Anne Korkeakivi never tires of the mountain view from the backyard of her home in Geneva.
The scenery is “quite literally awe-inspiring”, says the novelist, who was born and raised amid the towers of Manhattan.
Since Korkeakivi and her family moved to Switzerland almost five years — for her husband’s job as a human rights lawyer with the UN — she has not only been enjoying the country’s beauty.
She has also published her first novel: An Unexpected Guest (Little, Brown; 2012).
“I began the novel while living in France during the Iraq War,” says Korkeakivi, who has a background as a journalist and short story writer.
“It was a particularly complex time to be an American expatriate. While the novel is filled with the beauty of Paris, this more difficult face of being an expat is in there too.”
Set within the international diplomatic community in Paris a few months after the London Underground bombings, the novel has elements of a literary thriller.
It follows Clare Moorhouse as she arranges an official dinner crucial to her husband’s career as a high-ranking British diplomat.
“I was walking down the elegant Rue de Varenne in Paris, location of both the French Prime Minister’s residence and the Rodin museum, thinking about the political scandals headlining the news,” says Korkeakivi.
“The idea behind the novel popped into my head.”
Clare is guarding a serious secret that could ruin her and her husband: a central theme of the book is how people deal with their pasts.
But An Unexpected Guest also explores the “distinct” experience of life as an expat, Korkeakivi says, and particularly as an expat with dual-nationality children.
Korkeakivi, whose husband is Finnish and who has also lived in cities such as Strasbourg and Helsinki, admits that although people “back home” speak with envy about her lifestyle, there are difficult elements to it, too.
“My life feels very rich for having lived and spent time in many different places,” she says.
“But living as an expat isn’t like being on an endless holiday. One difficult element is the distance placed between yourself and friends and family, and also sometimes between yourself and your work colleagues.”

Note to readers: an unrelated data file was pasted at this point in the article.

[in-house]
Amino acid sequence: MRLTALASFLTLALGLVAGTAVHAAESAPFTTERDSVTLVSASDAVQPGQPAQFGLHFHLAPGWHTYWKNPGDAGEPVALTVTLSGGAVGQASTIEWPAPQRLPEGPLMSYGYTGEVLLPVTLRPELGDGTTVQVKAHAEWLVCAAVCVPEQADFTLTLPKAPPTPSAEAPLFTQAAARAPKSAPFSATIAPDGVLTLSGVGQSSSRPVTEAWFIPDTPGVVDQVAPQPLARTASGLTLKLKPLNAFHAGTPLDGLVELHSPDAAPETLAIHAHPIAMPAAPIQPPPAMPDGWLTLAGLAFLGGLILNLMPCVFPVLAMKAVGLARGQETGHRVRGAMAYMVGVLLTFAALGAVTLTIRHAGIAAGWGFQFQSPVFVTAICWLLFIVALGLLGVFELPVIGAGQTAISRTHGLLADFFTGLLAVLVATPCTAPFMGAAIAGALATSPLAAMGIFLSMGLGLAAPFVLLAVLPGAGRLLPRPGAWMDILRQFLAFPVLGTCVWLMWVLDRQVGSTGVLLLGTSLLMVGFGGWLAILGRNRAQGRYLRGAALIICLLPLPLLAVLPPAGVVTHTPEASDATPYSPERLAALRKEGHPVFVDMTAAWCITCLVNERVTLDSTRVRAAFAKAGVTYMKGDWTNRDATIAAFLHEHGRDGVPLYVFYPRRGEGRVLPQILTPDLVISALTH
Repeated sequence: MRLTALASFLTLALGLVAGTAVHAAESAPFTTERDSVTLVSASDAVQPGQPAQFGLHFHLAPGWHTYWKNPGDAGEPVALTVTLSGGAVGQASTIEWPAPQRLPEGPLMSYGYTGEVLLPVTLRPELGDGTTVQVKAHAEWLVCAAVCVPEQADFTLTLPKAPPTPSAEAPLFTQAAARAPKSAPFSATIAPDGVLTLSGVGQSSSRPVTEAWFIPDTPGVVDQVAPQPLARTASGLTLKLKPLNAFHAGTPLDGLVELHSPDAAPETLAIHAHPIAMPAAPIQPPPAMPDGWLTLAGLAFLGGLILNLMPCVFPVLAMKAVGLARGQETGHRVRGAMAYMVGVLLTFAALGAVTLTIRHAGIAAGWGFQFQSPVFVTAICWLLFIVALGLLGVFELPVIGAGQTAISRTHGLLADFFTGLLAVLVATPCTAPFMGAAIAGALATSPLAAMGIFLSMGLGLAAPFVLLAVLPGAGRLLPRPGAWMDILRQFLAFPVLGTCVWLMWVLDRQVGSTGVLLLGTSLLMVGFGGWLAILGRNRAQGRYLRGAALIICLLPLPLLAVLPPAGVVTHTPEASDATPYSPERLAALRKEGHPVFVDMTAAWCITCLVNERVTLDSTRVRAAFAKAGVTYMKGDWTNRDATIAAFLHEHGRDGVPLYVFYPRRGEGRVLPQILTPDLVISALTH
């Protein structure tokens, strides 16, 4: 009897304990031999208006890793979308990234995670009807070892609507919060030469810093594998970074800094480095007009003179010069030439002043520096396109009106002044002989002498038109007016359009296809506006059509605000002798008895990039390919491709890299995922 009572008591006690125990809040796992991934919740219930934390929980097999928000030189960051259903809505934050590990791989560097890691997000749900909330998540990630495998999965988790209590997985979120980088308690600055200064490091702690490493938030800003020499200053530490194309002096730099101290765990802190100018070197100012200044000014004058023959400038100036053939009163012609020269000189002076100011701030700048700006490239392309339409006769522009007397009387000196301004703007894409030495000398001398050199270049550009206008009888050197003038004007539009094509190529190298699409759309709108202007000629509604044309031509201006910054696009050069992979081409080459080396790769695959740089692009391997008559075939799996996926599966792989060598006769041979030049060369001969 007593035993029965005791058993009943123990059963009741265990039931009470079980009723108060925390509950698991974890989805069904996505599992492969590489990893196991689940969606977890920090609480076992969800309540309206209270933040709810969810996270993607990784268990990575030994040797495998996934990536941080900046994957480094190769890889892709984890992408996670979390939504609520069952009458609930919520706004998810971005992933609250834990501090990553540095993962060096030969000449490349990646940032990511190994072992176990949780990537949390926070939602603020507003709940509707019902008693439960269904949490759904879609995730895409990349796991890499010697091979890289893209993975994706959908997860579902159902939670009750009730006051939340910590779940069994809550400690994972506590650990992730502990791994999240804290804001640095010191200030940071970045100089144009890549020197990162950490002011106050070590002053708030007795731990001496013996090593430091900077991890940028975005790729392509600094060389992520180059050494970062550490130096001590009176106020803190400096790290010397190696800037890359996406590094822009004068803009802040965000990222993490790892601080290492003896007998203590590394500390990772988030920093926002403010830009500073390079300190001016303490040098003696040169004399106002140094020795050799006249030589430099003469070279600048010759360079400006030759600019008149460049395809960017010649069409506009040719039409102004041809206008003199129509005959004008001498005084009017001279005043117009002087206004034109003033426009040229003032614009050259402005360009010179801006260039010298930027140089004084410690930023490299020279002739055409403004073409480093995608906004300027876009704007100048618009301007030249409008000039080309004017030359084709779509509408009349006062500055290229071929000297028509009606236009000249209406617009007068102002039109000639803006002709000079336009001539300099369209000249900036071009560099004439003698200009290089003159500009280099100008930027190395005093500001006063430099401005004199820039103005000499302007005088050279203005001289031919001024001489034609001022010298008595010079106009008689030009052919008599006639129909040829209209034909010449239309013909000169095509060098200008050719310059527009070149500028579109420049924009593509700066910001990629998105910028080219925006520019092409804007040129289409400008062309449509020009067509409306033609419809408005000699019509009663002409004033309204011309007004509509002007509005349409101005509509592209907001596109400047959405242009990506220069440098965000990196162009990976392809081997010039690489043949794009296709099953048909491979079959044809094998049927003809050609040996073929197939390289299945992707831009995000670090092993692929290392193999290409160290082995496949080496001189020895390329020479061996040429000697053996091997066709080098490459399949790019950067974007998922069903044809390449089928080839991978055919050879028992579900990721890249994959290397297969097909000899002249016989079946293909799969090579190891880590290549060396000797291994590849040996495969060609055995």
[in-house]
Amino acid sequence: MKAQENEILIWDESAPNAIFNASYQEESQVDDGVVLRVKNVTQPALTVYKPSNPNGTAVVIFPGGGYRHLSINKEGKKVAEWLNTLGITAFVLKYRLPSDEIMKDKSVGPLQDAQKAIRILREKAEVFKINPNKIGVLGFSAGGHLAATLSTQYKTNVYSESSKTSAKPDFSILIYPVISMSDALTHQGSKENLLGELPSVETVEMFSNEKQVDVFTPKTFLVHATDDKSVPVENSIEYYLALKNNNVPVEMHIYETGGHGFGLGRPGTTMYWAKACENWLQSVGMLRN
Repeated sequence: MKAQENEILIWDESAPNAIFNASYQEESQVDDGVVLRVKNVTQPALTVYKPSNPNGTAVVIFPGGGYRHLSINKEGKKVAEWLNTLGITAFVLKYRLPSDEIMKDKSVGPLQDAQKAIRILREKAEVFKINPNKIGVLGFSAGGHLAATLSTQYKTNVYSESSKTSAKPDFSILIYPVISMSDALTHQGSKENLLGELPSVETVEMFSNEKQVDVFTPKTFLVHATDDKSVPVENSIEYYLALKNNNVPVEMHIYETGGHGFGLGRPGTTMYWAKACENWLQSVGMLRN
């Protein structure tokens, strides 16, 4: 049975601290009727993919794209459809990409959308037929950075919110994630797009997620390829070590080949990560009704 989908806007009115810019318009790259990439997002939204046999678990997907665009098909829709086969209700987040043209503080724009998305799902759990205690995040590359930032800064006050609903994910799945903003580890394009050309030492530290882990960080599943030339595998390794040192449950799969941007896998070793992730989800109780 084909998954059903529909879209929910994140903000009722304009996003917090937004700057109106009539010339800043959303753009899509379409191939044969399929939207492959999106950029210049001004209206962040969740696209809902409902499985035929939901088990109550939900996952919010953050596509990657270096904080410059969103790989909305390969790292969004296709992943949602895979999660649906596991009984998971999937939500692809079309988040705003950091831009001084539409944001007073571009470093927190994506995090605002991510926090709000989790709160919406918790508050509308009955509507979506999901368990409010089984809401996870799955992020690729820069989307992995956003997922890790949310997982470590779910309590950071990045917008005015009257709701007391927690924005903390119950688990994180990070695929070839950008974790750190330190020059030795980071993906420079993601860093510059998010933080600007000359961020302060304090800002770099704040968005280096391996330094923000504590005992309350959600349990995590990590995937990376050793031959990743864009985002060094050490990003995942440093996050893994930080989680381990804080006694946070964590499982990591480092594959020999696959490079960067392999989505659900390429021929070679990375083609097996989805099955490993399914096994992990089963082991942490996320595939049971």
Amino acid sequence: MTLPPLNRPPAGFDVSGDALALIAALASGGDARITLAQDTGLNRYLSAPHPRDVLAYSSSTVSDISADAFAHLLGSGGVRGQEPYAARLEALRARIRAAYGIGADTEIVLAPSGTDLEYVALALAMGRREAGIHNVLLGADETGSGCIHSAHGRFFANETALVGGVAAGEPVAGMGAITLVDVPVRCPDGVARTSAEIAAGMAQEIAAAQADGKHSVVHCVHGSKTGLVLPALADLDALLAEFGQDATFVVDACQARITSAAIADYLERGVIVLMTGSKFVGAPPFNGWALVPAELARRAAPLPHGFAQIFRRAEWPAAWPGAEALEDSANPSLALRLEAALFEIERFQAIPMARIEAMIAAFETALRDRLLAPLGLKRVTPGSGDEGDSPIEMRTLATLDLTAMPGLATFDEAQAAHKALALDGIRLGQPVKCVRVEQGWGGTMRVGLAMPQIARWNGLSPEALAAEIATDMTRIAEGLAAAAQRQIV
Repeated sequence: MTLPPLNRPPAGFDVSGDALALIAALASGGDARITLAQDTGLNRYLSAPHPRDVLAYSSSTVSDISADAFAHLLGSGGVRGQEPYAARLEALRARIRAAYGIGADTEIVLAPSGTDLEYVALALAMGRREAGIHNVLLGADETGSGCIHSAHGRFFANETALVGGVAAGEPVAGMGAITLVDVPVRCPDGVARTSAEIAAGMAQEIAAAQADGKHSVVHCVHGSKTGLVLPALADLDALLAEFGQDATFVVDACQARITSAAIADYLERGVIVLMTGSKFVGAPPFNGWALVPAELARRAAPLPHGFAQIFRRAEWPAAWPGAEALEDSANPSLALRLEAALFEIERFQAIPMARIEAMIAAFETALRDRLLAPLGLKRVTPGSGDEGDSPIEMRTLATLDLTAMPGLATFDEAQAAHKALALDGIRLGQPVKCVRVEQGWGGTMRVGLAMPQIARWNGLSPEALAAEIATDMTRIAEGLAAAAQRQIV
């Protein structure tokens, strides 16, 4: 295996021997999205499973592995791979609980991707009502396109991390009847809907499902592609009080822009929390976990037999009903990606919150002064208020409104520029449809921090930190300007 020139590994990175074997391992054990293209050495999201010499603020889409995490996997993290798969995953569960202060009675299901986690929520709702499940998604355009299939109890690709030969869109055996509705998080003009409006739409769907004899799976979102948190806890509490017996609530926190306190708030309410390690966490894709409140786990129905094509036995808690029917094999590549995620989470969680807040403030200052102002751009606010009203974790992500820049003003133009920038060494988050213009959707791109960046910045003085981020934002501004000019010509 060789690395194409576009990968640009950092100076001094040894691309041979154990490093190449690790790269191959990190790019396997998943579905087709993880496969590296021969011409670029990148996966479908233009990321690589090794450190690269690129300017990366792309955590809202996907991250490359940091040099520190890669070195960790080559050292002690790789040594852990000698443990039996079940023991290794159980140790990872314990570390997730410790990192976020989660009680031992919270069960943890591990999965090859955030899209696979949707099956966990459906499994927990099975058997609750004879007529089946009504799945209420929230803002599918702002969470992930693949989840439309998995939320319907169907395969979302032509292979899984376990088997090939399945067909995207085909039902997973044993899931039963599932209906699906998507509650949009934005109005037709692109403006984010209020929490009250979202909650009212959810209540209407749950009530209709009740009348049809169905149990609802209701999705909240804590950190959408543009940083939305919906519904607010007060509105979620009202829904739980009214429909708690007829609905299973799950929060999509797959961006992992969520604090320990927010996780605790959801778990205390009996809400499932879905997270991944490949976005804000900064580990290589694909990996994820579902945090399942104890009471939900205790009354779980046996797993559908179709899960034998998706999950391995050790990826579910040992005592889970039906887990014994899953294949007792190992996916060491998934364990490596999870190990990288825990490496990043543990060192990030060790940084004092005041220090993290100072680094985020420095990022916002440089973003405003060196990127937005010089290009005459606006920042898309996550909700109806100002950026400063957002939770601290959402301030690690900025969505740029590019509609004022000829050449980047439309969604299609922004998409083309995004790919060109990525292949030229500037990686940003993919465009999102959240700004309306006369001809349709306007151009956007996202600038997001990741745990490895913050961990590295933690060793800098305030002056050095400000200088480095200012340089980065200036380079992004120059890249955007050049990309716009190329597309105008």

While living in Strasbourg, Korkeakivi couldn’t work as a journalist without excessive travelling. To be at home with her small children, she took a freelance editing job to give herself time to develop her voice in fiction – something she had been stealing moments to write for years.
“Becoming a novelist has always been my goal,” she says.
“I gave myself a year and started with short stories. In the 12th month, I received my first short story acceptance for publication.”
The stories went on to run in publications including The Yale Review and The Atlantic. One of them, Folding Paper, is largely set in Geneva.
Meanwhile, Korkeakivi set to work on An Unexpected Guest, spending the best part of a year “getting to know” her heroine Clare, and then some nine months writing a complete first draft.
The book launched in America in April 2012. And Korkeakivi presented the novel – which has an international English edition – to Switzerland’s book lovers during a reading at Off The Shelf in Geneva the following month.
“There was lots of discussion: the audience deeply related to my book’s expat situation,” she says.
In May, she will participate in a similar event at Orell Füssli, The Bookshop in Zurich, in conjunction with the annual Zurich Writers Workshop, where she will be 2014’s fiction instructor.
She is also working on her next novel: “It will explore the effect of a historical event on an American family, and travel from southern California to Scotland’s Inner Hebrides,” she reveals.
No Switzerland? “I rarely write about where I physically am situated,” she replies.
Korkeakivi will be speaking and signing books at Orell Füssli, The Bookshop (Bahnhofstrasse 70, 8001 Zurich) on May 23rd (www.books.ch); Zurich Writers Workshop runs from May 24th – 25th (www.zurichwritersworkshop.com)
Chat to Anne Korkeakivi on Twitter @annekorkeakivi or find out more at www.annekorkeakivi.com